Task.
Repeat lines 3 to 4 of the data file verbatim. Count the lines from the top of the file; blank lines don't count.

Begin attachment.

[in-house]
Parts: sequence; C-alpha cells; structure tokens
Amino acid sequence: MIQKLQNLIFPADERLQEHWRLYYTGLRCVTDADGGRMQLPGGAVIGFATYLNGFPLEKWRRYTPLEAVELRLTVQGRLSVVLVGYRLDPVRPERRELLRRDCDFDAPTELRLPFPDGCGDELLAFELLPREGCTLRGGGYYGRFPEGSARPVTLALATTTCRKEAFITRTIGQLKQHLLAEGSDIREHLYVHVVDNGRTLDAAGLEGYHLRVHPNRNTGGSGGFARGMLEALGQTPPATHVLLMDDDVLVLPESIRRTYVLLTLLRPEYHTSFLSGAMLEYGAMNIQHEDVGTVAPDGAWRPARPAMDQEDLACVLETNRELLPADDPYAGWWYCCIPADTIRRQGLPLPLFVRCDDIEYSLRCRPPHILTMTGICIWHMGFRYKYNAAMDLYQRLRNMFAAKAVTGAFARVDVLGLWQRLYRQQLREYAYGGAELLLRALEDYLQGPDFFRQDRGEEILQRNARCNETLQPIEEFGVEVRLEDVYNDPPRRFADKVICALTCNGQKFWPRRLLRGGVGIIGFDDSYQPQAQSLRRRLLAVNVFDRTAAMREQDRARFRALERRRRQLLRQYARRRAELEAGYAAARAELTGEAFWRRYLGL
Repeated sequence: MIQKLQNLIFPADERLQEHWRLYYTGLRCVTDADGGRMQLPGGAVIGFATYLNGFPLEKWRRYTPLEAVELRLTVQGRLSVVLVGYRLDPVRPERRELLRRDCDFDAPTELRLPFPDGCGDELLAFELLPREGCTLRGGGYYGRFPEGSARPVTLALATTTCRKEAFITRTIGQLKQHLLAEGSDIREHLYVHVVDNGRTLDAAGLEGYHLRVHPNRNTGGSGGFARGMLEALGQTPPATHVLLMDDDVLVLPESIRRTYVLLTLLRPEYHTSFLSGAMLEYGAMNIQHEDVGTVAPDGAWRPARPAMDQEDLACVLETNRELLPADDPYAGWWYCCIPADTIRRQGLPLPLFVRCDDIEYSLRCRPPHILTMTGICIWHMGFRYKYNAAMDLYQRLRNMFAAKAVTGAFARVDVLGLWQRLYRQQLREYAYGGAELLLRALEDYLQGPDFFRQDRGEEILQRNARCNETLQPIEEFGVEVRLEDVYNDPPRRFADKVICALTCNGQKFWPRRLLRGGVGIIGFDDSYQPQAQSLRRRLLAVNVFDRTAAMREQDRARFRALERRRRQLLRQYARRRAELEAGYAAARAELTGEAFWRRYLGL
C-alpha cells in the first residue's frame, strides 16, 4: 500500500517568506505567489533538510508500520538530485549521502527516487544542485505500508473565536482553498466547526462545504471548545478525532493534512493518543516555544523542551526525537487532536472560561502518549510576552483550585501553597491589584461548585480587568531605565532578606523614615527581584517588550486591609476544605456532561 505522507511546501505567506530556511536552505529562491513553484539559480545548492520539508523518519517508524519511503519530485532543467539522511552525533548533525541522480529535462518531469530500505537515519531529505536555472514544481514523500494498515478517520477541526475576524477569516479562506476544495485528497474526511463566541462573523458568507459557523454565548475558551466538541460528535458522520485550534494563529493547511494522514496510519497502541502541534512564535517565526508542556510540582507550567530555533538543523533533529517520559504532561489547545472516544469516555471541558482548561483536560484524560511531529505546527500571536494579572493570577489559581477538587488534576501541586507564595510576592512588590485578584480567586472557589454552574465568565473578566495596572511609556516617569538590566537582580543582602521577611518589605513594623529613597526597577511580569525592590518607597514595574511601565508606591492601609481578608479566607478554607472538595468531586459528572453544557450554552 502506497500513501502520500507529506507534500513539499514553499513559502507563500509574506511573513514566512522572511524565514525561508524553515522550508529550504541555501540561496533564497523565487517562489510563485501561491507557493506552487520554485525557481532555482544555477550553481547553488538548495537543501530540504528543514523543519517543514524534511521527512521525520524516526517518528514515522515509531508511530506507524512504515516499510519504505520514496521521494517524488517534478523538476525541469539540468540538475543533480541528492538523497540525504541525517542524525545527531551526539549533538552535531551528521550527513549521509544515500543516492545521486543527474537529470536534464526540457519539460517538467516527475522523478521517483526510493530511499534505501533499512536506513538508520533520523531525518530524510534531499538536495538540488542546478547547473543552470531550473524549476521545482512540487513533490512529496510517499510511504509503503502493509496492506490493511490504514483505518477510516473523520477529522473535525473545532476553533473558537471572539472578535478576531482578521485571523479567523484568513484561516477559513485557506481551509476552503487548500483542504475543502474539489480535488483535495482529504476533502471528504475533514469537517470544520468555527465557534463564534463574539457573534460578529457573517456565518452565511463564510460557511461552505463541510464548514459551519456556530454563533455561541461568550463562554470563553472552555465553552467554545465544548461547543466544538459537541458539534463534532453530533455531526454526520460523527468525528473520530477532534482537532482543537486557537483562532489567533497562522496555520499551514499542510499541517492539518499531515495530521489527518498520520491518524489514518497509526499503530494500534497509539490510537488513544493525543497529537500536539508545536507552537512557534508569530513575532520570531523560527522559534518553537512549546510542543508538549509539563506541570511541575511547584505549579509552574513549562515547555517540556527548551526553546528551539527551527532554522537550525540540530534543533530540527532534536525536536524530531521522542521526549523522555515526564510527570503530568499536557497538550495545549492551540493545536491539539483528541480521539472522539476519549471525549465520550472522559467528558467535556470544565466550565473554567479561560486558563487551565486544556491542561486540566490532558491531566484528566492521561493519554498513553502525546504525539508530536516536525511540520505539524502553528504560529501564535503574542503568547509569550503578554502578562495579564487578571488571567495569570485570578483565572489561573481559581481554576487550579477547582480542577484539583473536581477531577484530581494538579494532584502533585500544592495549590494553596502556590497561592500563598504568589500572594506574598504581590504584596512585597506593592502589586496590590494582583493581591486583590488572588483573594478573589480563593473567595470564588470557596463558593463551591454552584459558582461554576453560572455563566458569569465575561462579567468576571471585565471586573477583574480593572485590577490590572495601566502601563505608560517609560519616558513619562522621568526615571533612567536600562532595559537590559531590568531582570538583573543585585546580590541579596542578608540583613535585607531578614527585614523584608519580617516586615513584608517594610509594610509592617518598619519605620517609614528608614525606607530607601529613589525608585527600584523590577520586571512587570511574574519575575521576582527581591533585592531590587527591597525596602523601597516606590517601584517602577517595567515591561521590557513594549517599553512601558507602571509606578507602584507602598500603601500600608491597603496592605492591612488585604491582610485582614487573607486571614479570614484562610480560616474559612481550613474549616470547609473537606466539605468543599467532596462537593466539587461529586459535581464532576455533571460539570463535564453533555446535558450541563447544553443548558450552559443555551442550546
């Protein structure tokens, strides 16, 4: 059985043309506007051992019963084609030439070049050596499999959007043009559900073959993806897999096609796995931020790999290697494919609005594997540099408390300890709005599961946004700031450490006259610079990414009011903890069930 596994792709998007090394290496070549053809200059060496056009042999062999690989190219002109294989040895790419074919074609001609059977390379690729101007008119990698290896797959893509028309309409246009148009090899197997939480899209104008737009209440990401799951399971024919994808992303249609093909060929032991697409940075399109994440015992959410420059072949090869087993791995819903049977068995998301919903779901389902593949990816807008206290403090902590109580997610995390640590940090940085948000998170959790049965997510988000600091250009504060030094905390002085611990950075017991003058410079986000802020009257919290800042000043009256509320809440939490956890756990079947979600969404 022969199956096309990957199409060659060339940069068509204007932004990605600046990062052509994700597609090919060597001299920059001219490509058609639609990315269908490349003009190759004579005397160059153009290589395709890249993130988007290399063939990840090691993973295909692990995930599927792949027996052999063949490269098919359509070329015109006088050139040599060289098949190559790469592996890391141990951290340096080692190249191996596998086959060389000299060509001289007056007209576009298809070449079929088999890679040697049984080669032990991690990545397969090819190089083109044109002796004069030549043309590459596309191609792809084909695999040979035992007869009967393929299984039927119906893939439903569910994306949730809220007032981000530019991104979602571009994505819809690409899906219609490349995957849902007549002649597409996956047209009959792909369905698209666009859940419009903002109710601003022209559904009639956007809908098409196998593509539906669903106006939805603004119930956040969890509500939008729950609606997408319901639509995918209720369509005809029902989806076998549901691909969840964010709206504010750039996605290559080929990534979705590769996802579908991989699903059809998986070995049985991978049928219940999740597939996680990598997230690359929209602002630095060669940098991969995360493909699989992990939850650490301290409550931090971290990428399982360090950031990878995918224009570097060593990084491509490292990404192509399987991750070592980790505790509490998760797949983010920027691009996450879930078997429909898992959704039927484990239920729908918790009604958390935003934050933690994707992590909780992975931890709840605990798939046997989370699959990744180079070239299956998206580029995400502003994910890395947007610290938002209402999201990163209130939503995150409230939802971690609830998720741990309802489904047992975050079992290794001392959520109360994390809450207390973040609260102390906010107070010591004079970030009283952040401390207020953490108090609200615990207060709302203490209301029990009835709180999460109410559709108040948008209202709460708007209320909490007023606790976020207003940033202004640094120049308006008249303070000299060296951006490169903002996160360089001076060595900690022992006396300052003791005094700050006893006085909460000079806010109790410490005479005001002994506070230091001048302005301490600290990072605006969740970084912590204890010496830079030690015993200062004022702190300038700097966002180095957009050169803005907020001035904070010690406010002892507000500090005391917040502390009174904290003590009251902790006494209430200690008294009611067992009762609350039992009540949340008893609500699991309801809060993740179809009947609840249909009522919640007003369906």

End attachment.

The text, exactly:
Amino acid sequence: MIQKLQNLIFPADERLQEHWRLYYTGLRCVTDADGGRMQLPGGAVIGFATYLNGFPLEKWRRYTPLEAVELRLTVQGRLSVVLVGYRLDPVRPERRELLRRDCDFDAPTELRLPFPDGCGDELLAFELLPREGCTLRGGGYYGRFPEGSARPVTLALATTTCRKEAFITRTIGQLKQHLLAEGSDIREHLYVHVVDNGRTLDAAGLEGYHLRVHPNRNTGGSGGFARGMLEALGQTPPATHVLLMDDDVLVLPESIRRTYVLLTLLRPEYHTSFLSGAMLEYGAMNIQHEDVGTVAPDGAWRPARPAMDQEDLACVLETNRELLPADDPYAGWWYCCIPADTIRRQGLPLPLFVRCDDIEYSLRCRPPHILTMTGICIWHMGFRYKYNAAMDLYQRLRNMFAAKAVTGAFARVDVLGLWQRLYRQQLREYAYGGAELLLRALEDYLQGPDFFRQDRGEEILQRNARCNETLQPIEEFGVEVRLEDVYNDPPRRFADKVICALTCNGQKFWPRRLLRGGVGIIGFDDSYQPQAQSLRRRLLAVNVFDRTAAMREQDRARFRALERRRRQLLRQYARRRAELEAGYAAARAELTGEAFWRRYLGL
Repeated sequence: MIQKLQNLIFPADERLQEHWRLYYTGLRCVTDADGGRMQLPGGAVIGFATYLNGFPLEKWRRYTPLEAVELRLTVQGRLSVVLVGYRLDPVRPERRELLRRDCDFDAPTELRLPFPDGCGDELLAFELLPREGCTLRGGGYYGRFPEGSARPVTLALATTTCRKEAFITRTIGQLKQHLLAEGSDIREHLYVHVVDNGRTLDAAGLEGYHLRVHPNRNTGGSGGFARGMLEALGQTPPATHVLLMDDDVLVLPESIRRTYVLLTLLRPEYHTSFLSGAMLEYGAMNIQHEDVGTVAPDGAWRPARPAMDQEDLACVLETNRELLPADDPYAGWWYCCIPADTIRRQGLPLPLFVRCDDIEYSLRCRPPHILTMTGICIWHMGFRYKYNAAMDLYQRLRNMFAAKAVTGAFARVDVLGLWQRLYRQQLREYAYGGAELLLRALEDYLQGPDFFRQDRGEEILQRNARCNETLQPIEEFGVEVRLEDVYNDPPRRFADKVICALTCNGQKFWPRRLLRGGVGIIGFDDSYQPQAQSLRRRLLAVNVFDRTAAMREQDRARFRALERRRRQLLRQYARRRAELEAGYAAARAELTGEAFWRRYLGL